If anything good has come out of the Chinkvirus pandemic, it’s this:
A comprehensive study of behaviours and attitudes since the outbreak began found that three in five people will stop greeting friends with a hug and a kiss, and will also avoid crowded places in the future.
Include me in that number, although I hardly ever did it anyway. This modern thing of men hugging other men who are not family has always given me the heebies. I hug my son — and not even that often — and occasionally my friend Trevor (who insists on doing it because he knows it bugs me, and I don’t kill him because he’s my friend). Other than that, ugh.
I don’t mind shaking hands, however, because I was brought up to do that with men, further affection being communicated by a punch or slap on the shoulder.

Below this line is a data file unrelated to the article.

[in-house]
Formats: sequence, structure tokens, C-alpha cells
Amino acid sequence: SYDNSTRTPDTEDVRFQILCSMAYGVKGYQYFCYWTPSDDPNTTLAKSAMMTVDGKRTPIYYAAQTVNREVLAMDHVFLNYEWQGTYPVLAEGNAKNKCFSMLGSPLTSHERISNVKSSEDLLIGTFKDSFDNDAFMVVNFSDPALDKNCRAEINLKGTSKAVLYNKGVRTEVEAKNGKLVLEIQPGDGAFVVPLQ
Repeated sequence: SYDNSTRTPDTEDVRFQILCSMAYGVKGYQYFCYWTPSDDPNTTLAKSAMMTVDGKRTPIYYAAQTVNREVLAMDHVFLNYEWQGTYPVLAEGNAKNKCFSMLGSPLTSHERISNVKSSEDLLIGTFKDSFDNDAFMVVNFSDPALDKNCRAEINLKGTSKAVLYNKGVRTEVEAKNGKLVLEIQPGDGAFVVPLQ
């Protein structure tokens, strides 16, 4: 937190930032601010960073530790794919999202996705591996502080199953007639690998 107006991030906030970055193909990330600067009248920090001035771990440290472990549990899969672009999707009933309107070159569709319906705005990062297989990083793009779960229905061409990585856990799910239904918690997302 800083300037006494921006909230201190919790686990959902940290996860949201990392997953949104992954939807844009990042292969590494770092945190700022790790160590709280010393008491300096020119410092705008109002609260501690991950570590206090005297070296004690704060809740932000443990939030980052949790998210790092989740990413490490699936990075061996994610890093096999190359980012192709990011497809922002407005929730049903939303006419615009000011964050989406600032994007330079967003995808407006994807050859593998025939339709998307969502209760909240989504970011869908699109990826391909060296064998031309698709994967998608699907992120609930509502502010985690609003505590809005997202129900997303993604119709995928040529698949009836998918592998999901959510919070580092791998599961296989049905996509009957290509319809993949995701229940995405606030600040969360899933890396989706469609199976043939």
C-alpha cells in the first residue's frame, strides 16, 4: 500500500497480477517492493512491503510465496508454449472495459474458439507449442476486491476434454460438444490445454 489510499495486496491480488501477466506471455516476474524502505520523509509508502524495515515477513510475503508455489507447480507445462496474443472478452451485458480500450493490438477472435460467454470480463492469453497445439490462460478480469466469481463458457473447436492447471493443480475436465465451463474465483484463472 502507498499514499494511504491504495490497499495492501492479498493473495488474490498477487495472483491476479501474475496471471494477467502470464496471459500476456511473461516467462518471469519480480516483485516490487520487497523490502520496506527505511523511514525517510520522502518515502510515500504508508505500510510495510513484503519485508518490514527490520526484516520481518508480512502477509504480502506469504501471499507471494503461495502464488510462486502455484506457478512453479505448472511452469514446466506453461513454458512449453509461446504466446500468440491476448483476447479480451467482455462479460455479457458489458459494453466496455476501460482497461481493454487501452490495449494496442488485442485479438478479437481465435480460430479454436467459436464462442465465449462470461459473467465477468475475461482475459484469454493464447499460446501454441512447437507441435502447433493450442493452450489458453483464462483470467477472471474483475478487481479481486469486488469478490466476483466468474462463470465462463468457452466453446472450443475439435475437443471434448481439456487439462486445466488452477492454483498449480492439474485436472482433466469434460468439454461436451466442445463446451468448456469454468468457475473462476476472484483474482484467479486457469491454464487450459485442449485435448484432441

But not with women. Unless it’s a business thing, I’m always tempted to turn a handshake with a woman into kissing her hand; mostly, it’s greeted with giggles and sighs. If I add, “Sorry, but I was brought up to love and respect women,” the response is universally positive. Hugging is too intimate; kissing a hand denotes respect.
As for hugging and kissing women I know… well, I’m never going to stop doing that. (At the doctor’s the other day, I complained to his nurse practitioner — whom I’ve known for over fifteen years — that I wasn’t going to molest her as I usually do when I visit. She shook her head sadly and said, “And I always look so forward to it, too.” Aaah, Texas.)
Ultimately, though, I think that for the next few years we as a society are going to be more comfortable about keeping other people — and certainly strangers — at arm’s length, so to speak. And that’s a Good Thing. But as time passes, we’ll forget all about pandemic behavior and relapse into over-familiarity, which isn’t.